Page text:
Looking ahead to the 2018 WNBA season, no player is harder to project than Sami Whitcomb.
Expectations were so low for Whitcomb in her rookie season that it wasn’t even clear whether she’d make the Storm’s final roster.
“It was very much come to training camp and show us what you have and we’ll go from there,” she said last May, per the Seattle Times‘ Percy Allen. “That was as much as I could ask for, and I’m thrilled just for that chance.”
Whitcomb proved to be a useful role player for Seattle and was a pleasant surprise in a year largely devoid of them. She averaged 4.5 points per game and shot 33.3 percent from beyond the arc.
She also held her own on the defensive end, surrendering 0.814 points per possession, good enough to be in the 74th percentile in the WNBA. That often got overlooked with everybody focusing on her shooting. Whitcomb was a dogged defender, especially when fighting through picks and reacting to the pick and roll. Against second units, she was a real asset on defense.
Whitcomb’s biggest performance came in what was arguably the Storm’s most enjoyable game of the 2017 season. She scored 22 points off the bench and made six three-pointers in an 87-81 win over the New York Libery on May 26. And on a personal level, nothing tops her reaction to hitting a three-pointer to put Seattle ahead 85-81 with 56 seconds remaining.
I can only describe this as that time when your friends tell you they went to your favorite pizza place without you but then say they brought back leftovers that are all yours.
To some extent, the Liberty game proved to be a double-edged sword for Whitcomb. Between that and the Storm’s 94-70 win over the Indiana Fever two days later, when Whitcomb was 3-of-4 from beyond the arc, the secret was quickly out about her long-range prowess.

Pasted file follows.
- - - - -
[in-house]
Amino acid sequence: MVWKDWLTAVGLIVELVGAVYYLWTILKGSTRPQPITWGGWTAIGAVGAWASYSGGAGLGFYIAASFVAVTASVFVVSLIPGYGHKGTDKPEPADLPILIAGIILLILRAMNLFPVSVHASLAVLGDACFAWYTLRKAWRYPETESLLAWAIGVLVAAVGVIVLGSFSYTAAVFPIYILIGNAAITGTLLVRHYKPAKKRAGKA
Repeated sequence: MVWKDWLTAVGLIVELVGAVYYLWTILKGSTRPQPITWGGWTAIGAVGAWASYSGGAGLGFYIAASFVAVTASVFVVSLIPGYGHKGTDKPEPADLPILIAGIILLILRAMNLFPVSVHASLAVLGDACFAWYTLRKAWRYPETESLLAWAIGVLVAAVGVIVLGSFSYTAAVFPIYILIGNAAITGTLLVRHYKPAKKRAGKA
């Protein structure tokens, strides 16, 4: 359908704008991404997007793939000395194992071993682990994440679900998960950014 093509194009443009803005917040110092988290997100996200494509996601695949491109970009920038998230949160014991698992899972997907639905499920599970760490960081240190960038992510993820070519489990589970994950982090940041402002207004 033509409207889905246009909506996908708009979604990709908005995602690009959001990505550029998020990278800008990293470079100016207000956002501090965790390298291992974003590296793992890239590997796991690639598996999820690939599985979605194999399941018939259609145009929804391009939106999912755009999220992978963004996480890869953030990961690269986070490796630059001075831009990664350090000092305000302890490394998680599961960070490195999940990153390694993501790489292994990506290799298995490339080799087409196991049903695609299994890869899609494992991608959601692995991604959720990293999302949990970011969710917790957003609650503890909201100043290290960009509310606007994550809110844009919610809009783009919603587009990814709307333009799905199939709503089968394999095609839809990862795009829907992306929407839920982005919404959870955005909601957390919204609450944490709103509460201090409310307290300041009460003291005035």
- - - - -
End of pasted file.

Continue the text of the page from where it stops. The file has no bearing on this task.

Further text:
Take, for instance, how much space Whitcomb is afforded just before she nails her first three against the Liberty. New York’s focus is firmly on stopping Breanna Stewart inside, so it isn’t concerned with putting a body on Whitcomb.
Later in the game, Sugar Rodgers didn’t track Whitcomb during a cut along the baseline and instead looked to guard Crystal Langhorne. It’s probably fair to say Rodgers doesn’t have that mix-up with Tina Charles if Whitcomb had been a focus of the Liberty’s defensive game plan.
Fast forward to June 11, when Whitcomb went 1-of-4 on three-pointers in a 94-86 loss to the Liberty. On her second attempt early in the second quarter, Rodgers had moved to help on a Stewart drive but made sure not to drift too far from Whitcomb. It wasn’t great defense but enough to make Whitcomb miss.
In the fourth quarter, Rebecca Allen fought through a Stewart screen and disrupted Whitcomb’s shot—a far cry from Allen’s defending in that first game.
Consider the fact Whitcomb was a combined 9-of-12 on three-pointers between the victories over the Liberty and Fever. Now, consider she went 25-of-90 over her remaining 31 regular-season appearances.
A 27.8 percent clip from the perimeter is bad enough on its own; it’s even worse when Whitcomb’s offensive value was tied almost exclusively to her three-point shooting. Three-pointers represented 76.7 percent of her total field-goal attempts.
And as much as Whitcomb gained a reputation as a sharpshooter, she struggled in two key areas: spot-up and catch-and-shoot situations. According to Synergy Sports, she made just 12 of her 38 attempts when shooting the ball without taking a dribble. She was also 21-of-70 on catch and shoots, including 8-of-34 when she was unguarded.
There could be a few explanations for Whitcomb’s massive regression.